And to lose all of that would, to me, be an absolute horror. 

So I'm with Toby in hoping that a public service BBC can still be saved from itself, shorn of its commercially-successful light entertainment aspects (which would easily survive) and its bias, and regain its position as a beacon of glorious British broadcasting... which I mean, as an example, some of the truly magnificent, world-beating programmes I've heard on BBC Radio 4 this week. 

But, that said, why should a 'poll tax' be imposed on the vast majority of people who don't want to listen to In Our Time or Radio 3? Why should we who like More or Less and Private Passions be subsidised by people (most people in the UK) who prefer Eastenders, Strictly and BBC One dramas - programmes which, under our plans, would be completely cast adrift from the licence fee?

That's a point Toby appears to be missing.


  1. Toby Young is an idiot. I've never had much time for him, ever since his cringeworthy drivel in his "Status Anxiety" column at the Spectator. Here he is guilty of what many defenders of the indefensible accuse us of doing whenever we talk of shrinking the BBC. He just wants to keep the part he likes. Although in his case, it's more self-serving than that. Young just wants to keep the part which pays him to appear on air.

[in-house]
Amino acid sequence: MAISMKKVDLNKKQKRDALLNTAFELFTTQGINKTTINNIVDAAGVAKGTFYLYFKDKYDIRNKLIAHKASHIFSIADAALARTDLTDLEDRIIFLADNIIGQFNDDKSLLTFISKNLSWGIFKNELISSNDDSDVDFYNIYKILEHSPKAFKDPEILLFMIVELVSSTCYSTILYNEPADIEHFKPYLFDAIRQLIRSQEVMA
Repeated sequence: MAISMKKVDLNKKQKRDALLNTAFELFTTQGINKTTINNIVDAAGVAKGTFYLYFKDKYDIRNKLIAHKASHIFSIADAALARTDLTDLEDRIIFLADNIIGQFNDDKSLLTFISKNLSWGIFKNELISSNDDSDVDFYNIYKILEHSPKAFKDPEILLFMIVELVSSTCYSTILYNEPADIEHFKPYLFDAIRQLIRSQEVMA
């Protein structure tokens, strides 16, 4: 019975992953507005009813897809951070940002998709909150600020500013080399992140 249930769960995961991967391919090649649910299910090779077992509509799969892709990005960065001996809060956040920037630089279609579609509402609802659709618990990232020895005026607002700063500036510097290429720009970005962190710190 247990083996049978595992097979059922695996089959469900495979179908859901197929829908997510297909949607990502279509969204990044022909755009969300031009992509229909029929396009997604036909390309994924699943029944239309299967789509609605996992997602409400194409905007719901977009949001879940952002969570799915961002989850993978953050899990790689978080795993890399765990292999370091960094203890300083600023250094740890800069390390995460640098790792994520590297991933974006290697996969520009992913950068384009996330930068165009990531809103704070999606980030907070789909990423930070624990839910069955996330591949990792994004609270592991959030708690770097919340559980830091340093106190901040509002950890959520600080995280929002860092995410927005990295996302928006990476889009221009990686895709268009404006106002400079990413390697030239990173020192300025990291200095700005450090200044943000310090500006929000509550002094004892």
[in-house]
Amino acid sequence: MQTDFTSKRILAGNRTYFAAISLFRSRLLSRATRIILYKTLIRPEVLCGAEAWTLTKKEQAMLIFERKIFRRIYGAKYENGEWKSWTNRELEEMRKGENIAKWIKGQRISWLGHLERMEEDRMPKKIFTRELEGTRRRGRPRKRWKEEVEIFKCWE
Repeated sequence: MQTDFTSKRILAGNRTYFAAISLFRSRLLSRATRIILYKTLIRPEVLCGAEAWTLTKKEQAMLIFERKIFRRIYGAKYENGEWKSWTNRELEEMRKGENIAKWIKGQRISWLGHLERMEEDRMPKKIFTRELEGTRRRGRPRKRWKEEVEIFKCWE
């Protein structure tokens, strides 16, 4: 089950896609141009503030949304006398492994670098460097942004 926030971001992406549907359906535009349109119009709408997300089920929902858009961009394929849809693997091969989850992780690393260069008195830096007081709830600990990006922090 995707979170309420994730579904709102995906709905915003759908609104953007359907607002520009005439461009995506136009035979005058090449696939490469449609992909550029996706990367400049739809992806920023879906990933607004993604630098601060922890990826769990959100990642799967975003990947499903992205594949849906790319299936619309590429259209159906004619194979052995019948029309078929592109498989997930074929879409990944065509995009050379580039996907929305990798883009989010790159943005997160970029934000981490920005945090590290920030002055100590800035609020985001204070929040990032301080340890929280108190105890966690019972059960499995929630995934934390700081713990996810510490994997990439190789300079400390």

Not a single thing he says addresses the problem he presents at the beginning: that the personnel at the BBC are the problem.

    1. Agree.

      I find these pieces so distracting, along with those who figure having Fox here would 'offset' the BBC and produce 'balance' somehow.

      I can see how the desire for compromise sees the bargaining mentality of the seasoned negotiator get all fired up, but at best it is like going into a Marrakesh market wearing a Hawaiian shirt, 'kiss me quick' beanie and socks under sandals whilst toting a wallet bulging with dollars and a 'gifts for home' list in the top pocket.

      If the culture is rotten from the crown to roots, and across every branch, that cherry tree's fruit is tainted no matter where you lop and what you hope will make the sweetest pie.

      Of course there are good people and nice bits, but sometimes drastic surgery isn't going to save a zombie.

      (A few metaphors may have got mixed there).

  2. As if on cue, the female Beeboid newsreader doing the news segment at the beginning of Marr's show just said, "the so-called Islamic State...."

    That's what they call themselves! It's not only bias to qualify it, but an outright lie. Tinkering with the Trust and selling off Strictly and East Enders won't fix this.

    1. I was of the same mind, thinking that the BBC was doing its usual "It's nothing to do with Islam" thing, until Deegee commented and rather approved of the BBC's use of such qualifications, so as not to give them any credibility as a state.

      As you say though, it is what they call themselves, and the Irish Republican Army were never called "the so-called Irish Republican Army" by the BBC.

    2. The so-called British Broadcasting Corporation....

    3. I have never heard anyone yet explain what aspects of Islamic State policy are at variance with Islamic Sharia law as understood over the last 14 centuries.

  3. OT again (apologies), but Marr just admitted that his closing segment last week was effectively Mandelson and Umunna launching the latter's campaign for Labour leader. I'm sure he's blissfully unaware of the implication of what he said, and would choke over his anger if challenged on it.